For the First Time in 11 Years, PC Shipments Will Fall

After a long time of constant rise in sales, the market slows down

If it hadn’t been for all the hype that Intel and its OEMs raised about ultrabooks, 2012 may not have become such a letdown, but the expectations created during CES 2012 and the rest of the first two quarters could only go two ways.

It might not have been so bad if only ultrabooks became a disappointment, even if they did account for about half of all the advertising on the PC market this year.

Certainly, seeing the estimates get cut by more than half was painful, but ultrabooks are, in the end, only one PC category, just barely out of startup stage.

Alas, the personal computer market itself, as a whole, went downhill, as prospective buyers turned to tablets and other portable consumer electronics.

The result is the first occasion, after 11 years, when PC shipments, for the entire year, will be lower than the year before.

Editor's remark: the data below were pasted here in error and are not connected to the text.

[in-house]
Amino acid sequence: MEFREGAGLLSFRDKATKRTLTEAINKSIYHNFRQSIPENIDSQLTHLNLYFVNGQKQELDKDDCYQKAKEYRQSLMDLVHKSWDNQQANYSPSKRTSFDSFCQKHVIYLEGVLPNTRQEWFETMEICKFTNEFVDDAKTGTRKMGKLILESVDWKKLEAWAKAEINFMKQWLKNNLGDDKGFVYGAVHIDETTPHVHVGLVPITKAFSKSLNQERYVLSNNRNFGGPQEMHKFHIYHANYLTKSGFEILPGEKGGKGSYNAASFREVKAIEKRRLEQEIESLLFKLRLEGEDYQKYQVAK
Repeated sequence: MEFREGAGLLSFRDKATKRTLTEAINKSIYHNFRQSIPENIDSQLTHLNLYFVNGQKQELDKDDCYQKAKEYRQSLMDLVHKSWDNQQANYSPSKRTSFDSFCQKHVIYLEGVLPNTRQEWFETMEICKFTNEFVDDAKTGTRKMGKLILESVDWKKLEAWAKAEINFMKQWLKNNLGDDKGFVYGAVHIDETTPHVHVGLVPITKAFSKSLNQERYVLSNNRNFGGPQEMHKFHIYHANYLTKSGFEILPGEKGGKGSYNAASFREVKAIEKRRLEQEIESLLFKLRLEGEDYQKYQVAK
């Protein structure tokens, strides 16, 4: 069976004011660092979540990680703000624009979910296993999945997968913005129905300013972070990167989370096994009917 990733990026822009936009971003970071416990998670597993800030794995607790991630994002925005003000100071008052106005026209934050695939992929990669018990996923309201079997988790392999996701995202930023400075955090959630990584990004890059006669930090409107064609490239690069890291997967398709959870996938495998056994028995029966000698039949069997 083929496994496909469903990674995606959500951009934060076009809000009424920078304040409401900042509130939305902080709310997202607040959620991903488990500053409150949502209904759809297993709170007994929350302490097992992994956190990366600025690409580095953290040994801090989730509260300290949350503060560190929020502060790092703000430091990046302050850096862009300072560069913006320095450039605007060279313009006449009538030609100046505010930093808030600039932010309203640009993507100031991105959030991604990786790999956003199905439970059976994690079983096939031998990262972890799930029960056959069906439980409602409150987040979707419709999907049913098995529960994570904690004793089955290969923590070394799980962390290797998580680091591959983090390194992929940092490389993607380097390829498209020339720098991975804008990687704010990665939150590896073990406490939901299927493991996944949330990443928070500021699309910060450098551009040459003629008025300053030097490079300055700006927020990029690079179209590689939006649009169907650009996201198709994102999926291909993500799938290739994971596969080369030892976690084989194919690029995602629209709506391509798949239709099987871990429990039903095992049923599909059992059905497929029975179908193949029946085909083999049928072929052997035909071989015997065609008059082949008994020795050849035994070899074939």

Granted, this is still just an estimate, and a chance remains for some sort of rebound to take place in the remaining quarter, due to Windows 8.

It is unlikely though. Analyst firm IHS iSuppli foresees a 1.2% reduction, from 352.8 million in 2011 to 348.7 million.

The global economy continues to drag its feet, enough that it is offsetting whatever interest ultrabooks have managed to spark. The multitude of tablets and smartphones won't let notebooks have an easy time during the holiday season either.

“There was great hope through the first half that 2012 would prove to be a rebound year for the PC market,” said Craig Stice, senior principal analyst for computer systems at IHS.

“Now three quarters through the year, the usual boost from the back-to-school season appears to be a bust, and both AMD and Intel’s third-quarter outlooks appear to be flat to down. Optimism has vanished and turned to doubt, and the industry is now training its sights on 2013 to deliver the hoped-for rebound. All this is setting the PC market up for its first annual decline since the dot-com bust year of 2001.”

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